History in multimodal gameplay: A new language and model for constructing, experiencing, and studying the past
Permanent link to Research Commons versionhttps://hdl.handle.net/10289/15495
This doctoral study examines how historical gameplay constructs and provides ways of experiencing history within (historical) video games. Historical gameplay is examined and defined as an expression of history within historical games as it is the primary medium of representing or experiencing the past based on the interactions between the player and the various intricacies and components of the historical game. This thesis identifies, interprets, and illustrates several modalities of histories that emerge from and are characterised by particular modes and sequences of gameplay, with the aim of discerning and demonstrating what kind of experiences and knowledge of history are being conveyed. The undertaking of gameplay research in this thesis produced case studies of two contemporary Medieval games: A Plague Tale: Innocence (Asobo Studio, 2019) and Kingdom Come: Deliverance (Warhorse Studios, 2018). These texts were analysed via recorded footage of the author’s gameplay activity, while in-person interviews with several members of the game studios responsible for developing both these historical games provided insights into the research and game development processes required to produce historical games. In spite of the growing recognition of, and scholarship on historical video games, there are no current works from the discipline of history that thoroughly explore gameplay as a different yet innovative medium for disseminating and understanding history. This thesis fills that gap. Studying gameplay from the development and release of recent Medieval historical games has the potential to provide historians with new insights and opportunities regarding gameplay as catalysts for studying, discussing, and critiquing history.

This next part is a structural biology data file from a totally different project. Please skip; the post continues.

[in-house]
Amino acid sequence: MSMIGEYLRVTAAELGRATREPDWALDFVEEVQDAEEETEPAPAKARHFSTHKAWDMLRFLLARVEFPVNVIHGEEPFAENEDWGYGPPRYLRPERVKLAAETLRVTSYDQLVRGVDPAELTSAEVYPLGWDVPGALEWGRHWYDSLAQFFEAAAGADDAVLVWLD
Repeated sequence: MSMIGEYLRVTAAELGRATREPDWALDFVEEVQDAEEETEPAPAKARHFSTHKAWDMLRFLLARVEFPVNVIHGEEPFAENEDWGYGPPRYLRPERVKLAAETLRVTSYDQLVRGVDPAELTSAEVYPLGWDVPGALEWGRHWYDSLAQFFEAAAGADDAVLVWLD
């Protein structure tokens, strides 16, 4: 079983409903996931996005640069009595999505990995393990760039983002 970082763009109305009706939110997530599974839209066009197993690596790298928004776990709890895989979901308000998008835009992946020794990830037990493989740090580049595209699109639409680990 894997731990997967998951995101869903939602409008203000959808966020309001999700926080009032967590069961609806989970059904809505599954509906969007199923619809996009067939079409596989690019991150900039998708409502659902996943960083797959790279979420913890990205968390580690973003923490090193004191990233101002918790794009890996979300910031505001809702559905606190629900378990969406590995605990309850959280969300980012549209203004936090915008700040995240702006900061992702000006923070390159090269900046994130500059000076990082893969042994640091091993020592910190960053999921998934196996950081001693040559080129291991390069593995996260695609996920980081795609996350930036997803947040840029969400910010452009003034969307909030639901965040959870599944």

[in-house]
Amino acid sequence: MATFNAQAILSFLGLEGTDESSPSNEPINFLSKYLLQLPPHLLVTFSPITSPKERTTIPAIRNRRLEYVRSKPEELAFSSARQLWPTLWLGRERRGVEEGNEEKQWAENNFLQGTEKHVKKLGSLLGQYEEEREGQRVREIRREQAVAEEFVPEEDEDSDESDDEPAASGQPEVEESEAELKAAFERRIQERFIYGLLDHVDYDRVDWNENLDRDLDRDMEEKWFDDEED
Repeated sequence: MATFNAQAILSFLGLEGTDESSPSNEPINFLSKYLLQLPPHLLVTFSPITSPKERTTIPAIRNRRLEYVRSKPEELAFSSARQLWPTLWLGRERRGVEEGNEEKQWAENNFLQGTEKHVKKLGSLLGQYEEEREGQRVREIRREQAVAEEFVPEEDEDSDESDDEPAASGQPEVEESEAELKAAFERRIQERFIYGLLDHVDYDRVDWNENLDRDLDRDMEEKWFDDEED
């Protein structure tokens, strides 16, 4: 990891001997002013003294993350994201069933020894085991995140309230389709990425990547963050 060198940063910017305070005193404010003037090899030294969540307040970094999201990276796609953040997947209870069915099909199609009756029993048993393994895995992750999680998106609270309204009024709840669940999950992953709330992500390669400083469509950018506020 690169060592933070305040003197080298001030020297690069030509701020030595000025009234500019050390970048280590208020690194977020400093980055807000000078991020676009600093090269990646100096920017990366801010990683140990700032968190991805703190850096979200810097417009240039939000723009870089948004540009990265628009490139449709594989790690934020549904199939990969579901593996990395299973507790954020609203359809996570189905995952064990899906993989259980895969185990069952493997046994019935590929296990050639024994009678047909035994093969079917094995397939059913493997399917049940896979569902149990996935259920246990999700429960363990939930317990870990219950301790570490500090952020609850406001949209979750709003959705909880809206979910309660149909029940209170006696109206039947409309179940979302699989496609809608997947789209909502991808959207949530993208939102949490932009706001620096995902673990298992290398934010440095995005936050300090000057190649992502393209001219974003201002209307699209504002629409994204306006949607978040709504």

The University of Waikato
All items in Research Commons are provided for private study and research purposes and are protected by copyright with all rights reserved unless otherwise indicated.
- Higher Degree Theses